Particle size is a fundamental variable in the dust aerosol cycle. A dust layer effective particle size is strongly related to its’ radiative forcing and the extent of its impact on an area of interest. However, in-situ measurements of dust particle size are costly, spatially sparse and time-consuming. This paper presents a simple empirically derived model to estimate effective dust diameter using infrared band brightness temperature difference of the 8.7 and 12.0 µm wavelength bands retrieved from the SEVIRI (Spinning Enhanced Visible and InfaRed Imager) radiometer onboard Meteosat satellites. Three case studies were used to test the model. The results showed consistency between the model and in-situ aircraft fly through sampling of dust particle size. The use of the model is demonstrated by presenting an analysis of a severe dust storm over Western Asia. This model is expected to contribute to addressing the discrepancies between the current particle size retrieval techniques and aircraft measurements. There are many potential applications for this model including providing an independent reference data for atmospheric dust models, forecasting the impact of dust storms on horizontal visibility as well as the solar energy system performance over regions prone to dust storms.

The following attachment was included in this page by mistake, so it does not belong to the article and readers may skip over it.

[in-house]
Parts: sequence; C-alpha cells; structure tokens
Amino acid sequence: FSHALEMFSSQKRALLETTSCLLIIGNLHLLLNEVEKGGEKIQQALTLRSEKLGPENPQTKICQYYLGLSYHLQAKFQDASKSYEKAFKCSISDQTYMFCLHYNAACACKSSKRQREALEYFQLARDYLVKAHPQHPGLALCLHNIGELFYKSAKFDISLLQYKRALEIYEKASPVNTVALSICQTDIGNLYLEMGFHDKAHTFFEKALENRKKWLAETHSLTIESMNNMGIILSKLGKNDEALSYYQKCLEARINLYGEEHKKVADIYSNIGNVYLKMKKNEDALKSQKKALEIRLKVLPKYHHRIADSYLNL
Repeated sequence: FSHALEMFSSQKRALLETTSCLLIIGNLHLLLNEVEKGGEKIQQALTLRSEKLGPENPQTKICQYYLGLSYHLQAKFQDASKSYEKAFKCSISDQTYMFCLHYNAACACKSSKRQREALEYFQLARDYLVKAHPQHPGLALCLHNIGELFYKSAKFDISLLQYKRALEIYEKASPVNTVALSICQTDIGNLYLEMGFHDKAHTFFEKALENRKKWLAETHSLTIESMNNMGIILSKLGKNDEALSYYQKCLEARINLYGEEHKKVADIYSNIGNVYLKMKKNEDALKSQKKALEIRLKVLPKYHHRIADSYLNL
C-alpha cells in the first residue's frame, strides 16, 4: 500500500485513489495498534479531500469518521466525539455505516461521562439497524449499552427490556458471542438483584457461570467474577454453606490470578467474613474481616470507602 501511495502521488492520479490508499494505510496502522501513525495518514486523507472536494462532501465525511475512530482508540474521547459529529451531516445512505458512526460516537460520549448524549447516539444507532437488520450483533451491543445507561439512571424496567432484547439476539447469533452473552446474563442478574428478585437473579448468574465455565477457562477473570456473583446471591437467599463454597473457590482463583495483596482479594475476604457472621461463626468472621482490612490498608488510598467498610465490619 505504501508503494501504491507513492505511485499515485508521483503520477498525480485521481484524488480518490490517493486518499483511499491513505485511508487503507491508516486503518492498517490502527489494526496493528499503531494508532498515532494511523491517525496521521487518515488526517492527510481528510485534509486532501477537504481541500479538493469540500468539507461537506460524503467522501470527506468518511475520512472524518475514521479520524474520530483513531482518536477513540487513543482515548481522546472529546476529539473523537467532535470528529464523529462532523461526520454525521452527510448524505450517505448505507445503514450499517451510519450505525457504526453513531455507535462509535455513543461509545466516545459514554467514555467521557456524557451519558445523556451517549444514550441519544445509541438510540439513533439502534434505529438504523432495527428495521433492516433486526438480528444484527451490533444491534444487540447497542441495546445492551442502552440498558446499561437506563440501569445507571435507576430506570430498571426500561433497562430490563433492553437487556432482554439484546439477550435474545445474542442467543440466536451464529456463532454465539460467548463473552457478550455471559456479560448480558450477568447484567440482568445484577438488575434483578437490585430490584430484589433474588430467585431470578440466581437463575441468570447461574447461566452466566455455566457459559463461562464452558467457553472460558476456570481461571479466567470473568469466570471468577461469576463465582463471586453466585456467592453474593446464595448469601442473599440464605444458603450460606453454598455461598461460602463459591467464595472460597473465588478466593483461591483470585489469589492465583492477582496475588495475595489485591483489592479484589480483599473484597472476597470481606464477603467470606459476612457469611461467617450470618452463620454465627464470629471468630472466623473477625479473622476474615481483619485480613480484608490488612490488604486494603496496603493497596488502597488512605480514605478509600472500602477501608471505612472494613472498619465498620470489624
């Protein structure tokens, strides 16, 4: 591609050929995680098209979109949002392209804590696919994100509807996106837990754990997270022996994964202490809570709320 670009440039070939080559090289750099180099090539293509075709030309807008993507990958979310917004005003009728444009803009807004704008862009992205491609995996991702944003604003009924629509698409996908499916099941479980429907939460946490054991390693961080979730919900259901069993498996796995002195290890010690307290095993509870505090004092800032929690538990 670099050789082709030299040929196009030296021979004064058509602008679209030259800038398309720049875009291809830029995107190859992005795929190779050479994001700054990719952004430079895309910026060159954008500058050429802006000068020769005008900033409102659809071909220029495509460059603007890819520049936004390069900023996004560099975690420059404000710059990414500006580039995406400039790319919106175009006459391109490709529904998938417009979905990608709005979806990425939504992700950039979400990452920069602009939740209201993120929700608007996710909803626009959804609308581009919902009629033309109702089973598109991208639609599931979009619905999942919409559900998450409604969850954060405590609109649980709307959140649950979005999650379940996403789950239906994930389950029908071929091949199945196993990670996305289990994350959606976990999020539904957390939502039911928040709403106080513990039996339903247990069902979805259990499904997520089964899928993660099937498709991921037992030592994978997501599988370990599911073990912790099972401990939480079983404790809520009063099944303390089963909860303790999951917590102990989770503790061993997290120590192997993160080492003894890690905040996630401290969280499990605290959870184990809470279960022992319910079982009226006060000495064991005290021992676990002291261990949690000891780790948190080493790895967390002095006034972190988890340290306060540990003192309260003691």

|Number of pages||12|
|Journal||Remote Sensing Applications: Society and Environment|
|Publication status||Published - Aug 2018|
- Dust particle size
- Dust storm
- Meteosat satellite
- Thermal bands